Empowering homeowners


The enormous scale of the challenge presented by climate change can often leave individual citizens and families feeling helpless. The problem is too big and governments, international bodies, and corporations may appear too slow in taking
meaningful action. However, there is a development currently underway that can empower homeowners and can make each home an agent for change in the fight against catastrophic climate change: residential electrification. And there is a growing awareness of how electrification can result in a new era for smart, clean technology, and the solar business.

Saul Griffith is a big thinker who is championing the opportunity presented by electrification. The Silicon Valley-based scientist, entrepreneur, and analyst argues that by electrifying the energy-consuming devices in the home, and powering them
with a large rooftop solar installation buffered with batteries, the contribution they
can make is significant.

Griffith notes that electrifying and decarbonizing homes will result in a major contribution to reducing carbon emissions. He says that “50% of the world lives in cities – around half of those people are still living in suburbs with big roofs and standalone homes.”

Power of electrification

As to the devices, or “machines” in Griffith’s parlance, to be electrified, he targets key domestic spaces: the living room, the garage, and the kitchen. As such, the things to be electrified that, when combined, result in a dramatic reduction in carbon emissions are the car, the space heating, and the cooktop. These can be switched from petrol or gas to an electric vehicle, a reverse-cycle air-conditioning (otherwise known as a heat pump), and an induction cooktop – all powered by a big rooftop PV system and residential battery energy storage system (BESS). “The enormous utility for me [of this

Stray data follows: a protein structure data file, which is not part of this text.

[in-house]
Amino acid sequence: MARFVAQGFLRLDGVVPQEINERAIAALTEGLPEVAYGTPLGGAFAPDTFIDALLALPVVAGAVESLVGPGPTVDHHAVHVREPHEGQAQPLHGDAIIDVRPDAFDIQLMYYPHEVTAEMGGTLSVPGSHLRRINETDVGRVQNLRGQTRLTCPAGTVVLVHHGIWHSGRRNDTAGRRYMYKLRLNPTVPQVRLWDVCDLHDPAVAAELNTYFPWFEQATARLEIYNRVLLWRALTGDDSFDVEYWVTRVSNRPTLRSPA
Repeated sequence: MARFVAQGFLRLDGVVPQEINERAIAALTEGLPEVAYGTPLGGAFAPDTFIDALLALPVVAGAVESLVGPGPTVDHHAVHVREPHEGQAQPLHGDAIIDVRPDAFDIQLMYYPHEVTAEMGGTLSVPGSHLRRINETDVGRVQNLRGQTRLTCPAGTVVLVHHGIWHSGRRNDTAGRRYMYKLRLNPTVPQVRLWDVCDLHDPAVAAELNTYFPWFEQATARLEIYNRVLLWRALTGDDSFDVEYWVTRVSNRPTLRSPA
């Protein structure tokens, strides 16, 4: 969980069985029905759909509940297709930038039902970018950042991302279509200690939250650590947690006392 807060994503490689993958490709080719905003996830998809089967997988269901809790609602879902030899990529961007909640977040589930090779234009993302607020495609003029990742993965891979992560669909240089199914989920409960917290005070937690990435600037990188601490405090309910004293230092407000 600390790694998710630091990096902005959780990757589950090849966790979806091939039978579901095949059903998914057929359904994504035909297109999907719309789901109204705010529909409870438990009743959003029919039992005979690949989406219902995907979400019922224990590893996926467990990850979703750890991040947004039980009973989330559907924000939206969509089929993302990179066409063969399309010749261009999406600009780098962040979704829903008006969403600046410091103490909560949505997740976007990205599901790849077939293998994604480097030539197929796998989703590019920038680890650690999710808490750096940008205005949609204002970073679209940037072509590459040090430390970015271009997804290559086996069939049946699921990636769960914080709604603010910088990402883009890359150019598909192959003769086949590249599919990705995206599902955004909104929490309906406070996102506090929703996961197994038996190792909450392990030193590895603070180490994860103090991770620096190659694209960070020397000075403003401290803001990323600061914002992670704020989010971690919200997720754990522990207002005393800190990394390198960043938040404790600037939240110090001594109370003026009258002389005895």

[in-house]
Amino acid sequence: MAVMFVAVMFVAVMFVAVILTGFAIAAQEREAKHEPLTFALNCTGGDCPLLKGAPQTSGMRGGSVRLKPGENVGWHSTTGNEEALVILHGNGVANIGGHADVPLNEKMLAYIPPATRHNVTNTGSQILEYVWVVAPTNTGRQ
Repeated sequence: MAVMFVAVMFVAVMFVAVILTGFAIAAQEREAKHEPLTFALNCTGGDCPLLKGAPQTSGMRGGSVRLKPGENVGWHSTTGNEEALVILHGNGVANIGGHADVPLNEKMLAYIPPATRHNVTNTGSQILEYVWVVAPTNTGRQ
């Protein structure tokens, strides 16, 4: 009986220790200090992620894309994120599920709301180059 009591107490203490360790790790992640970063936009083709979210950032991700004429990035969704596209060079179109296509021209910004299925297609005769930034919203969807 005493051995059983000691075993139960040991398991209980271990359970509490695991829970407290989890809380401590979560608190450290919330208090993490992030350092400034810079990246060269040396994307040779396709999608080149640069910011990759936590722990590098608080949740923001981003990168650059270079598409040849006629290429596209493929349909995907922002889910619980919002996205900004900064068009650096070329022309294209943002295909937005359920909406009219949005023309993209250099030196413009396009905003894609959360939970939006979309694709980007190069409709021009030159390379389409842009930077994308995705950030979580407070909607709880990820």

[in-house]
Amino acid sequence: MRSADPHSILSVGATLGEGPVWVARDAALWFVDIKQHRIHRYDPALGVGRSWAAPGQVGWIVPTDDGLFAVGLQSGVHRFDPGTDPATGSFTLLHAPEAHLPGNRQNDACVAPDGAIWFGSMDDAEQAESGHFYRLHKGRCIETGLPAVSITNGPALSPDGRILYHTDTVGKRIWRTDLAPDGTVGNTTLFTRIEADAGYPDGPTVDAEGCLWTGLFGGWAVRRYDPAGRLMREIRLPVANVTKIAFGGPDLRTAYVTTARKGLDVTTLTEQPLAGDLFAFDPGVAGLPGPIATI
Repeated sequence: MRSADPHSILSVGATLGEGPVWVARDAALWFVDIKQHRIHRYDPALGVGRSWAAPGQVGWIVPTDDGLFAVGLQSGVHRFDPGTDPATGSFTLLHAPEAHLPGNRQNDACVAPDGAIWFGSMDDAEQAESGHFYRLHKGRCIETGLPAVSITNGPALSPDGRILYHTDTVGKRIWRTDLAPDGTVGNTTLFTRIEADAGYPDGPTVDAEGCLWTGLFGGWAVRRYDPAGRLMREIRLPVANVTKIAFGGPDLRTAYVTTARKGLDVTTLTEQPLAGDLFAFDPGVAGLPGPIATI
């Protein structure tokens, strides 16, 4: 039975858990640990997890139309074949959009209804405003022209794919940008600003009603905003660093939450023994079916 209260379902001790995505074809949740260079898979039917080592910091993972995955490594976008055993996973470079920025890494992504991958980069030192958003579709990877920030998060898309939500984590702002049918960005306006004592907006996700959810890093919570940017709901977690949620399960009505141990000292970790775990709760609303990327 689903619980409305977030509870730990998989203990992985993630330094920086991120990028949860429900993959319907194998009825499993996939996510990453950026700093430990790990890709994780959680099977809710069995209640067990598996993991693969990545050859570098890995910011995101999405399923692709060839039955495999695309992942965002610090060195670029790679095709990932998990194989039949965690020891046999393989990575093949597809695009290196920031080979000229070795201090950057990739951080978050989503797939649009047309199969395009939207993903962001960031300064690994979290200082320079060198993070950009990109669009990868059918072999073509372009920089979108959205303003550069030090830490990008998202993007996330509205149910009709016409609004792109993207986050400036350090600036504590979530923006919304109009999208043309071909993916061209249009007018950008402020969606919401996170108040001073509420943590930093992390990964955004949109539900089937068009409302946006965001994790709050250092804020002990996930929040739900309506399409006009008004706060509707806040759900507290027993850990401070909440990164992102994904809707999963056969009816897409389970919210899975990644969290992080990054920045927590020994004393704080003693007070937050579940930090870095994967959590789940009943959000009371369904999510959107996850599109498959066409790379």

approach] is that by completely demystifying the task from here through to 2030, 2040 or 2050, politicians and people think about things in their kitchen, on their roof and in their garage, that they don’t think about the commercial sector,” explains Griffith.

And with massive strides that have occurred in reducing the cost of solar and soon BESS and EVs, the electrification of the home is making sense for householders. Griffith, and the bodies he leads in his endeavor Rewiring America and Rewiring Australia, has concluded that by 2030 the average Australian household, for example, would save AUD 6,000 ($4,500)a year on energy by adopting electric devices and powering them with rooftop solar.

These numbers were crunched in 2021, and with the current energy market turmoil currently being experienced right around the world, these economic outcomes are likely to only be improving.

Opportunities for solar

While the technologies currently exist to carry out household electrification, making
them available to consumers in an easy, reliable, and affordable way presents a challenge. However, it also presents an enormous opportunity to the solar industry – which has been working in the homes of an increasing number of people right around the world for the past decade or more.

The products that need to be delivered go beyond the “dumb” solar and power electronics devices that were developed to supply the previous era of feed-in tariff driven solar industry. Instead, integrated solutions need to be provided to the homeowner, that allow for the solar energy produced on the roof to be supplied to devices – such as an EV charger, or heatpump – in an intelligent and optimized way.

Both the energy production, storage, and demand devices must communicate with each other to ensure that the energy produced by the solar array is used inside the home, rather than delivered to the grid, and that the system operates optimally from a cost and reliability perspective. To do this communication protocols between the devices must be made compatible, and sophisticated monitoring, forecasting, and energy management capabilities incorporated into the system.

Encouragingly, leading providers to the solar industry are developing these solutions, adopting Internet of Things principles and intelligent digital communication and automation technologies. Growatt is leading the charge in home electrification, and with its established sales partnerships in the top residential solar marketplaces is ideally placed to supply homeowners with the tools they need to electrify and decarbonize their homes in an affordable and reliable way.

The next step is for solar installers to develop the sophistication to sell and deliver these solutions to homes right around the world – and Growatt, through its local officers and partners, stands ready to partner with the industry to make it happen. “I think it’s going to make the energy transition less scary to people,” says Saul Griffith. “It gives them a substitution model for how they can replace the things that give them the quality of life that they want. Those things will be even better by being clean and electric. I think that is powerful. By doing that, we can reshape the conversation.”

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